June 2017
Volume 58, Issue 8
Open Access
ARVO Annual Meeting Abstract  |   June 2017
Stimulation of Hypothalamic Orexin Neurons using DREADD Technology Increases Intraocular Pressure
Author Affiliations & Notes
  • Brian C Samuels
    Ophthalmology, University of Alabama at Birmingham, Birmingham, Alabama, United States
  • Nathan Hammes
    Anatomy and Cellular Biology, Indiana University School of Medicine, Indianapolis, Indiana, United States
  • Chris Bernabe
    Anatomy and Cellular Biology, Indiana University School of Medicine, Indianapolis, Indiana, United States
  • Lauren Federici
    Anatomy and Cellular Biology, Indiana University School of Medicine, Indianapolis, Indiana, United States
  • Andrei Molosh
    Psychiatry, Indiana University School of Medicine, Indianapolis, Indiana, United States
  • Seema Bhatnagar
    Anesthesiology and Critical Care, University of Pennsylvania School of Medicine, Philadelphia, Pennsylvania, United States
  • Anantha Shekhar
    Psychiatry, Indiana University School of Medicine, Indianapolis, Indiana, United States
  • Philip Johnson
    Anatomy and Cellular Biology, Indiana University School of Medicine, Indianapolis, Indiana, United States
  • Footnotes
    Commercial Relationships   Brian Samuels, Indiana University Research & Technology Corporation (P); Nathan Hammes, None; Chris Bernabe, None; Lauren Federici, None; Andrei Molosh, None; Seema Bhatnagar, None; Anantha Shekhar, Indiana University Research & Technology Corporation (P); Philip Johnson, Indiana University Research & Technology Corporation (P)
  • Footnotes
    Support  NIH Grants (K08EY023594, K01AG044466, & UL1TR001108), RPB, and Eyesight Foundation of Alabama
Investigative Ophthalmology & Visual Science June 2017, Vol.58, 1602. doi:
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      Brian C Samuels, Nathan Hammes, Chris Bernabe, Lauren Federici, Andrei Molosh, Seema Bhatnagar, Anantha Shekhar, Philip Johnson; Stimulation of Hypothalamic Orexin Neurons using DREADD Technology Increases Intraocular Pressure. Invest. Ophthalmol. Vis. Sci. 2017;58(8):1602.

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      © ARVO (1962-2015); The Authors (2016-present)

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Abstract

Purpose : Orexins, a novel class of neuropeptides, play a key role in regulating circadian behaviors and autonomic functions. Previously, we showed that chemical stimulation of neurons in the dorsomedial/perifornical hypothalamus (DMH/PeF), the location of orexin neurons, evoked increases in intraocular pressure (IOP), intracranial pressure (ICP), and the translaminar pressure gradient. Pre-treatment with an orexin receptor antagonist attenuates the IOP and ICP response. Given that orexin neurons have extensive efferent projections to autonomic relays, we hypothesize that fluctuations in IOP are regulated, at least in part, by orexin neurons. To further test this hypothesis, we used chemogenetic DREADD technology (Designer Receptors Exclusively Activated by Designer Drugs) to stimulate DMH/PeF orexin neurons and examined the resulting IOP and cardiovascular effects.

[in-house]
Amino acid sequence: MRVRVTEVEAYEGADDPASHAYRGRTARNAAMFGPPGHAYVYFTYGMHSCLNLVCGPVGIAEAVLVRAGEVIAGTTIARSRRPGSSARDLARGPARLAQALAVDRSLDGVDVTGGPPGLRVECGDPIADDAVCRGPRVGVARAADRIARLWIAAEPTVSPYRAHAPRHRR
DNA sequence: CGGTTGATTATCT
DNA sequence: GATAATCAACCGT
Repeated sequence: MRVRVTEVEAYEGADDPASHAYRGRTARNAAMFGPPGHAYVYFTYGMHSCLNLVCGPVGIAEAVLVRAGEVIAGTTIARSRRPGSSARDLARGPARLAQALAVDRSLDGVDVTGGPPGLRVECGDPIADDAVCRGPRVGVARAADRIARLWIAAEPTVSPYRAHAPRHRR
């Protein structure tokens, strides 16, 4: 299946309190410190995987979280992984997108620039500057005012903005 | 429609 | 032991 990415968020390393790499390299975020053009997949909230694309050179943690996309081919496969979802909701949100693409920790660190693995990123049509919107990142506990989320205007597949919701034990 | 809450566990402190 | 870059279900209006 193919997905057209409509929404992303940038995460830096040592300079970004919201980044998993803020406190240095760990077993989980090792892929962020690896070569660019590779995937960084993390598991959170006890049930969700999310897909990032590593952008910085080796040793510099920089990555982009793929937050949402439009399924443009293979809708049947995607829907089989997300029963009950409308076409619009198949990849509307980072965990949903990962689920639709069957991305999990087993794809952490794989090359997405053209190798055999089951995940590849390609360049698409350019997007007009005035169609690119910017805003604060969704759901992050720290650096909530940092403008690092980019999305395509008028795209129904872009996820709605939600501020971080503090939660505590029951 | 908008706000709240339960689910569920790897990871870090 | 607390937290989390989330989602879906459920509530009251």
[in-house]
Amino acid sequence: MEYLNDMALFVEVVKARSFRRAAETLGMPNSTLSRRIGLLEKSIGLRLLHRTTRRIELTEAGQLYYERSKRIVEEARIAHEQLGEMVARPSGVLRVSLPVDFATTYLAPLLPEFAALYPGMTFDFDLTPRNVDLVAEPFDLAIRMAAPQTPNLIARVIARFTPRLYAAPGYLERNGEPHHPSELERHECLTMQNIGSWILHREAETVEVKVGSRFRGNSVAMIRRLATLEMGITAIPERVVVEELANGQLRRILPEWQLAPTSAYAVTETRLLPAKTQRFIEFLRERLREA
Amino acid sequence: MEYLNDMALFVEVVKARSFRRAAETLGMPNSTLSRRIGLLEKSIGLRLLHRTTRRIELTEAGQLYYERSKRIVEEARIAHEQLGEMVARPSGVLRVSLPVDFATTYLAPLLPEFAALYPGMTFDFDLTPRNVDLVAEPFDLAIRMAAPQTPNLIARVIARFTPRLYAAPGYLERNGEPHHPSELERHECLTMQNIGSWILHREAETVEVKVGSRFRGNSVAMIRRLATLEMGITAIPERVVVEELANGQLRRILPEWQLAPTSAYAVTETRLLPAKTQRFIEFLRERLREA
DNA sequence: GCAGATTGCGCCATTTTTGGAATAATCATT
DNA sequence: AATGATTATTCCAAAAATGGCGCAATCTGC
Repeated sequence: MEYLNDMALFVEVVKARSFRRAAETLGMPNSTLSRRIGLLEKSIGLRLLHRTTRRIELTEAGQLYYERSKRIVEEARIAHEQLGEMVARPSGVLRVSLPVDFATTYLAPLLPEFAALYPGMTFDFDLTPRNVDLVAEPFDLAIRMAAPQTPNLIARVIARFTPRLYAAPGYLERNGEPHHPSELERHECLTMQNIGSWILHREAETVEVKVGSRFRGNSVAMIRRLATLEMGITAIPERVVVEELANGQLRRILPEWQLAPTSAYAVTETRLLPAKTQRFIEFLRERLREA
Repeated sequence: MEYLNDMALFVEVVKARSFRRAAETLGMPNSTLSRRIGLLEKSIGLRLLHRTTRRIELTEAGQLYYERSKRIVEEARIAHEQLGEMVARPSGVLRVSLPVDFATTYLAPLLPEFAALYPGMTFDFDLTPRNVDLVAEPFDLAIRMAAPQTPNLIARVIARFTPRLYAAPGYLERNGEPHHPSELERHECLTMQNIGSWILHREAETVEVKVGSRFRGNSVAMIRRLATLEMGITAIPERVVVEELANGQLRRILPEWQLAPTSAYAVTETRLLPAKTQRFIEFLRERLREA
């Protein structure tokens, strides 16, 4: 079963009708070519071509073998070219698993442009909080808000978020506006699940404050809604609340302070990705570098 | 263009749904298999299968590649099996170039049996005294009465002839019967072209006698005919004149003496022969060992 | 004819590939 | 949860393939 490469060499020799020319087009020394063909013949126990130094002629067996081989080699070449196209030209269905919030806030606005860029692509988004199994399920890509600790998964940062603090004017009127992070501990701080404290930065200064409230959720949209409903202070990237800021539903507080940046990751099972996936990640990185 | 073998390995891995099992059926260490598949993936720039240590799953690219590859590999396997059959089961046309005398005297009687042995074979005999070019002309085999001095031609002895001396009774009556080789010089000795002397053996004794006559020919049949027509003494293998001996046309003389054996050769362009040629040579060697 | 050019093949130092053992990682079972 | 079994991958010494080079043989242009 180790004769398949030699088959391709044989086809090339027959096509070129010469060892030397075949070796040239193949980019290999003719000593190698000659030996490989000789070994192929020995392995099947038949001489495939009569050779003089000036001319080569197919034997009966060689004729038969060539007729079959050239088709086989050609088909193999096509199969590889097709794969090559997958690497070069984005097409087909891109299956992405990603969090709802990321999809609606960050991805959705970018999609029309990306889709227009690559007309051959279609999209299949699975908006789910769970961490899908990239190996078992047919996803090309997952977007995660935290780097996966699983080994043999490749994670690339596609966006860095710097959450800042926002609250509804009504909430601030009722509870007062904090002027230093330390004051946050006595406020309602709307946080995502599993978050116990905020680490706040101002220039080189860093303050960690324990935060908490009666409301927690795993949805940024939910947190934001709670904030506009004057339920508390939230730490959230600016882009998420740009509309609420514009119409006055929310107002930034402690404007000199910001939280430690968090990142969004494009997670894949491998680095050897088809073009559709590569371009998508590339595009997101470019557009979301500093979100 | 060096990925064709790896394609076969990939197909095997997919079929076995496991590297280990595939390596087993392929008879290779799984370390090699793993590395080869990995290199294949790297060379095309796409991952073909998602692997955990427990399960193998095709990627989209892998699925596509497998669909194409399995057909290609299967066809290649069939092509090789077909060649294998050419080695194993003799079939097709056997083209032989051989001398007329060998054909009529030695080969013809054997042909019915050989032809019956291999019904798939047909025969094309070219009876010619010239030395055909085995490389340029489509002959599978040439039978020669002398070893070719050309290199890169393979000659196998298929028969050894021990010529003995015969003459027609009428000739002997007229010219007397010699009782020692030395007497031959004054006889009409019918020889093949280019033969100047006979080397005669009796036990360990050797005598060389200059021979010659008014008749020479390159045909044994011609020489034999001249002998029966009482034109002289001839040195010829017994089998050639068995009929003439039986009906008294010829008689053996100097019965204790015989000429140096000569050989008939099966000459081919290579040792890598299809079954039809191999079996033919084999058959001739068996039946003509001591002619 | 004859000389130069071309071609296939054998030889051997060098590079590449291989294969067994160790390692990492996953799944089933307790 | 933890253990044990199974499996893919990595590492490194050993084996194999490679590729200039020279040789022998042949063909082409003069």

Methods : Orexin neurons of Sprague-Dawley rats (n=9) were selectively transfected by microinjecting a DREADD adeno-associated virus (AAV) under the orexin promoter into the DMH/PeF region. One month was allowed for excitatory M3GqR DREADD receptor expression. Isoflurane anesthtized rats then received either clozapine-n-oxide (CNO; selective DREADD M3GqR agonist that is otherwise inert; 3mg/kg i.p.) or vehicle control in a crossover design. An iCareLab tonometer and a tail pressure cuff attached to a PowerLab system was used to record IOP and heart rate (HR), respectively. Group differences in IOP and HR response were evaluated by paired t-test (significance set at P≤0.05). Immunohistochemistry was then performed to confirm selective transfection and activation of orexin neurons and downstream nuclei by c-fos analysis.

Results : Microinjection resulted in selective transduction and expression of M3GqR DREADD receptors onto ~80-90% of local orexin neurons. CNO caused a greater increase in IOP (4.1±2.4 vs 2.0±1.2 mmHg; p=0.02) and HR (96±29 vs 29±19 beats/min; p=0.001) compared to vehicle control. CNO injection caused a significant increase in c-fos+ orexin neurons in the DMH/PeF and other downstream targets of the orexin neurons compared to vehicle control.

Conclusions : These data further support the hypothesis that orexin neurons located in the DMH/PeF region play a role in mediating circadian fluctuations in IOP. Further, the orexin system may provide a novel target for future glaucoma therapies aimed at reducing circadian fluctuation of IOP.

This is an abstract that was submitted for the 2017 ARVO Annual Meeting, held in Baltimore, MD, May 7-11, 2017.

 

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